There are even some double-wide ones in the Argo Systems listing below these plug ins, I can offer them for $25 as well.

scroll down almost to the end of the Tek items, and you will find the Argo as210 stuff.
all the best,
stay safe,
walter (walter2 -at- sphere.bc.ca)
sphere research corp.
https://www.sphere.bc.ca/test/index.html


Re: Just got a 475, nothing showing on display

Stephen
 

I’m almost as new as you are to this, and here. But it sounds like the same problem I have with a 465. I have a dead HV Multiplier. Experts here will guide you and tell you more. I hope I’m wrong.


TDS794D, alleged shorted power supply?

Roy Thistle
 

I've got this TDS794D in skookum cosmetic shape... that is just daring me to plug it in, and boot it up. Only... the... assumed... "dumpster diver" I got it from claims... "It has a shorted power supply." Further query directed to the dd, did not elucidate significantly.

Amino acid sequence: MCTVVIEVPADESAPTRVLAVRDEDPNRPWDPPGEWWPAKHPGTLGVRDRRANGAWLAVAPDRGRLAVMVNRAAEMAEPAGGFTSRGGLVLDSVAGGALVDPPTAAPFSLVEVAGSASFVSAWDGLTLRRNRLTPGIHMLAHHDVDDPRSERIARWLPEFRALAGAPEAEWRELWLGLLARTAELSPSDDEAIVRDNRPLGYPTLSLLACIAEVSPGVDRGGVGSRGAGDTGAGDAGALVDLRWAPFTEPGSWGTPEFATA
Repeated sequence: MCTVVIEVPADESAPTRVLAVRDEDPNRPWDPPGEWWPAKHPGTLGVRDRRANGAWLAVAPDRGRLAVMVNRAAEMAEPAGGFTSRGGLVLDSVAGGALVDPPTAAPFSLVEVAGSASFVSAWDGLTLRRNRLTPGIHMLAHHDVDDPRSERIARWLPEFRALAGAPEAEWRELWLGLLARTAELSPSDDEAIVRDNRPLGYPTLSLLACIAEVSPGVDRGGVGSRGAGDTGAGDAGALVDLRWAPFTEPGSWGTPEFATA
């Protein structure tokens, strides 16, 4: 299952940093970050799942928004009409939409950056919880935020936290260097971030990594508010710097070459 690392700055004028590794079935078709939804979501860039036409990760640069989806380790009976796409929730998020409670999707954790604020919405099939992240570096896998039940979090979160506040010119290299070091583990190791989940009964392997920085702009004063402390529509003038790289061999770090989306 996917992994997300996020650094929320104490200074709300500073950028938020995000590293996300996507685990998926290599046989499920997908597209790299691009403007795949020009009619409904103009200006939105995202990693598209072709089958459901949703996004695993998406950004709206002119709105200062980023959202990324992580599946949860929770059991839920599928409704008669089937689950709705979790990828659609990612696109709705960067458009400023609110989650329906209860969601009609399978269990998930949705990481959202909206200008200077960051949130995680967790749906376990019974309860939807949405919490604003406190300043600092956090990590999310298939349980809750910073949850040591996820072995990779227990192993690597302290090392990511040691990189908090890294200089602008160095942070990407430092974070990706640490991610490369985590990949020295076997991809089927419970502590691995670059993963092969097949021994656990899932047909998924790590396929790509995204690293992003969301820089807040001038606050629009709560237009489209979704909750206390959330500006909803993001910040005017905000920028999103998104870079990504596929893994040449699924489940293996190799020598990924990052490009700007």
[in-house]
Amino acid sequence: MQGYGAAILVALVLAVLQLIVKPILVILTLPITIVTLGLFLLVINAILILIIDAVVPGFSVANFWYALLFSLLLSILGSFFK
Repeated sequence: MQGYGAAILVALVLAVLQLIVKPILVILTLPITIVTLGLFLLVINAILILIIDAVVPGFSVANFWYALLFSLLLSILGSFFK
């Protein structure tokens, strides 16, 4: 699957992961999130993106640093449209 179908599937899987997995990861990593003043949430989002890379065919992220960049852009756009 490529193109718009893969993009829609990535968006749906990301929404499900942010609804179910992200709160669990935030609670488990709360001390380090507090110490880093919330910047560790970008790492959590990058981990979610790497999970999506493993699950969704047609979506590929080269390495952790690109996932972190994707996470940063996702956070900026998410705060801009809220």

Fuse has continuity.
Line cord is good, under load.
No toasty smell to it.
I can't see as it has ever been opened (It still has an intact SIMCO, anti-tamper/cal sticker on it... and none of the usual clues a thing has been opened, since SIMCO had it.)
I am kinda chicken to try to power it up... because, I so want it to work... or be an easy fix.
The only explanations... for the "explanation" that it has a shorted power supply...that have crossed my mind... is that that is what SIMCO reported... or documented... if the 794D was indeed sent to them for cal/repair... or even came from them... maybe from an equipment auction?
Another thing that I was thinking it that if the scope boots, at least to error checking, would it report and error indicating a shorted (low?) power supply?